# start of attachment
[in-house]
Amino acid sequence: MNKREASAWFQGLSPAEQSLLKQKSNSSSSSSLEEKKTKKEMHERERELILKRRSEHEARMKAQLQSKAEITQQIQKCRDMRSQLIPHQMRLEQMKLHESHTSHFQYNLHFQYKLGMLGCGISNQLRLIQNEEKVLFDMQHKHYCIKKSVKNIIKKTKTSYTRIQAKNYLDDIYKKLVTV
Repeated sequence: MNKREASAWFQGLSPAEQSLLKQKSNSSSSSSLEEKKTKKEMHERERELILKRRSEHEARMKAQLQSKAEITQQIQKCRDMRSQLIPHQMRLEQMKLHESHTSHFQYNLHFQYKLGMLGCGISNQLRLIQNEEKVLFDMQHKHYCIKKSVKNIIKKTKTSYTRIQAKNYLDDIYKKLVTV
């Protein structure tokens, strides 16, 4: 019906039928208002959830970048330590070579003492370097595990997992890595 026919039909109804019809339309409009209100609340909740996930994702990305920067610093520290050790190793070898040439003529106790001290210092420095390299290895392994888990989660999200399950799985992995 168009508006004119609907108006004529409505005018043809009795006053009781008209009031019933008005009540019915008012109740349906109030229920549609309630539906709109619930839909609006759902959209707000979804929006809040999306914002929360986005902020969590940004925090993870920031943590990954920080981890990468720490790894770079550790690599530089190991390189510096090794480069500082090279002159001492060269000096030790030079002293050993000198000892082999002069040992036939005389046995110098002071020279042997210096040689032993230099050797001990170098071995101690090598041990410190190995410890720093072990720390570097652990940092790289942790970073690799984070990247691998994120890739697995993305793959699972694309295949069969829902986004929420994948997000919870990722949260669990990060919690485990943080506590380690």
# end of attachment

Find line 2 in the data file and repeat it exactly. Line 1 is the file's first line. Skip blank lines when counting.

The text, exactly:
Amino acid sequence: MNKREASAWFQGLSPAEQSLLKQKSNSSSSSSLEEKKTKKEMHERERELILKRRSEHEARMKAQLQSKAEITQQIQKCRDMRSQLIPHQMRLEQMKLHESHTSHFQYNLHFQYKLGMLGCGISNQLRLIQNEEKVLFDMQHKHYCIKKSVKNIIKKTKTSYTRIQAKNYLDDIYKKLVTV